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Victron Solar Components and Inverters, Zamp Solar Panels, LiFeBlue and Battle Born Lithium Batteries, Lifeline AGM Batteries
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Old 01-27-2014, 10:00 AM   #23
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Lewster, sounds great! Looking at your location, I'm not sure if you work out of Florida or Oregon, but either way, I'm sure I'll be in both of those state sometime in the next year. Maybe we can meet up and I'll hire you to look over my solar power system and improve it by adding and/or replacing some components. For now, I need something to get started, and it's a bit overwhelming taking it all in at once. I'll do my best to explain what I want to the Airstream dealer and hopefully it will be done the best way. If not, I'm sure it will work in the interim, and can be improved later.
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Old 01-28-2014, 03:48 PM   #24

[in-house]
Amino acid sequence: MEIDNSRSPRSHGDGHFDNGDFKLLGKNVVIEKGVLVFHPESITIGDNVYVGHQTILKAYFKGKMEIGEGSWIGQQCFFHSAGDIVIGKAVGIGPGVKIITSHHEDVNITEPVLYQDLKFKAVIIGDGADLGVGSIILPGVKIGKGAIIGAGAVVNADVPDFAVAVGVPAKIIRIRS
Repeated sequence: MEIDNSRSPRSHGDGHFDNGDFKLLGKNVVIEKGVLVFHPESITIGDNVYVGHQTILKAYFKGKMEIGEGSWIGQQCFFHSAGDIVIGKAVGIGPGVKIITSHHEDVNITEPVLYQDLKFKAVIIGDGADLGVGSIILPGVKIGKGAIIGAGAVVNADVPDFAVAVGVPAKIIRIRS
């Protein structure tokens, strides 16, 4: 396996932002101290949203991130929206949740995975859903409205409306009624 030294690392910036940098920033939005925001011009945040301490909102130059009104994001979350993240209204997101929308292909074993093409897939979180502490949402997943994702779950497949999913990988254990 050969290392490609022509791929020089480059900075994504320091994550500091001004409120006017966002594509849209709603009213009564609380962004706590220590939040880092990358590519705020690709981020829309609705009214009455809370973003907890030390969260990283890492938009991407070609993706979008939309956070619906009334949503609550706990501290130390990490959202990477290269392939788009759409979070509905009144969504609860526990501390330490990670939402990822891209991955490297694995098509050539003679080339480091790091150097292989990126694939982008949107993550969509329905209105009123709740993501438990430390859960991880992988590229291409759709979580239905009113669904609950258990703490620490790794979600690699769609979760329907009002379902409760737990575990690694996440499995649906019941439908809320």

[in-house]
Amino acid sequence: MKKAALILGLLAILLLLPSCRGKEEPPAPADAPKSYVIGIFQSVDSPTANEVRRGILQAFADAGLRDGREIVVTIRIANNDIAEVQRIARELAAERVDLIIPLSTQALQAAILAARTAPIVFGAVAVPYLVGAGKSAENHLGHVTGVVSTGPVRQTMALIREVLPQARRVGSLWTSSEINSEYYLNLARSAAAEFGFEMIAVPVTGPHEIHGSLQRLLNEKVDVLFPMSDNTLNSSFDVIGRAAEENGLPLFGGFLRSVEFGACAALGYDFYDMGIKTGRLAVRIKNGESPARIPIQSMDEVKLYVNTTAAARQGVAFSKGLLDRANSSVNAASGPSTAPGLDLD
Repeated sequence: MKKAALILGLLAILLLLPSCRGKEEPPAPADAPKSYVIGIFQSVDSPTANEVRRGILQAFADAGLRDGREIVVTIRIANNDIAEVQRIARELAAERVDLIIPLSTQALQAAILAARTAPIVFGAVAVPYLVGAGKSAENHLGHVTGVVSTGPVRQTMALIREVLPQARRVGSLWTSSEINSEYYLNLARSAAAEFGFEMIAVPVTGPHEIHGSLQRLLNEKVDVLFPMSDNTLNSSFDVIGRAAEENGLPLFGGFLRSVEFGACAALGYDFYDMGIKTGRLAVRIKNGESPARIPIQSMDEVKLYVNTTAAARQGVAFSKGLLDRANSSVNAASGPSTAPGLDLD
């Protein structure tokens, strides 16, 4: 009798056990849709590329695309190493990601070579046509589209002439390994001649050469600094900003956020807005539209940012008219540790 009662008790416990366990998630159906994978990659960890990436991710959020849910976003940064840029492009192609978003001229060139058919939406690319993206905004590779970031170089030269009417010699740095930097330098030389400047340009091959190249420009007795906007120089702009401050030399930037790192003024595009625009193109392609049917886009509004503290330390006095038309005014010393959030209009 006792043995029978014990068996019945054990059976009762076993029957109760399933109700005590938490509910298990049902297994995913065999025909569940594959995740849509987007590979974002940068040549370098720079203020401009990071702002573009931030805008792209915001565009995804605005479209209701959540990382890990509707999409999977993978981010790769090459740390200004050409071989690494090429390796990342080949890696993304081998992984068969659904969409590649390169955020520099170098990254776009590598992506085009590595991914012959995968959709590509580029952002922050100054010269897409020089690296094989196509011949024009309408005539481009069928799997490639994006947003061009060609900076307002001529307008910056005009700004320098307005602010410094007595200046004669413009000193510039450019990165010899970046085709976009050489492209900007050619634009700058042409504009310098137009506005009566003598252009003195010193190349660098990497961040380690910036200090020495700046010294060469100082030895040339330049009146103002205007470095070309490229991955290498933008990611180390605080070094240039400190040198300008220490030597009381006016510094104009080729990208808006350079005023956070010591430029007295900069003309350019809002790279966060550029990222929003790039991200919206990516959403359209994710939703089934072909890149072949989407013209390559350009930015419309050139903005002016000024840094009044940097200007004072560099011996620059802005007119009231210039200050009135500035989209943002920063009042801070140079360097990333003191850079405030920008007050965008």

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Lewster, you sound like a knowledgeable fellow - my comments about 'pros' were in no way directed towards ya, I've just heard a few horror stories about high dollar installations at dealers and such that didn't work worth a darn.
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Old 01-28-2014, 08:22 PM   #25
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Originally Posted by workerdrone View Post
Lewster, you sound like a knowledgeable fellow - my comments about 'pros' were in no way directed towards ya, I've just heard a few horror stories about high dollar installations at dealers and such that didn't work worth a darn.
No worries! NO offense taken………..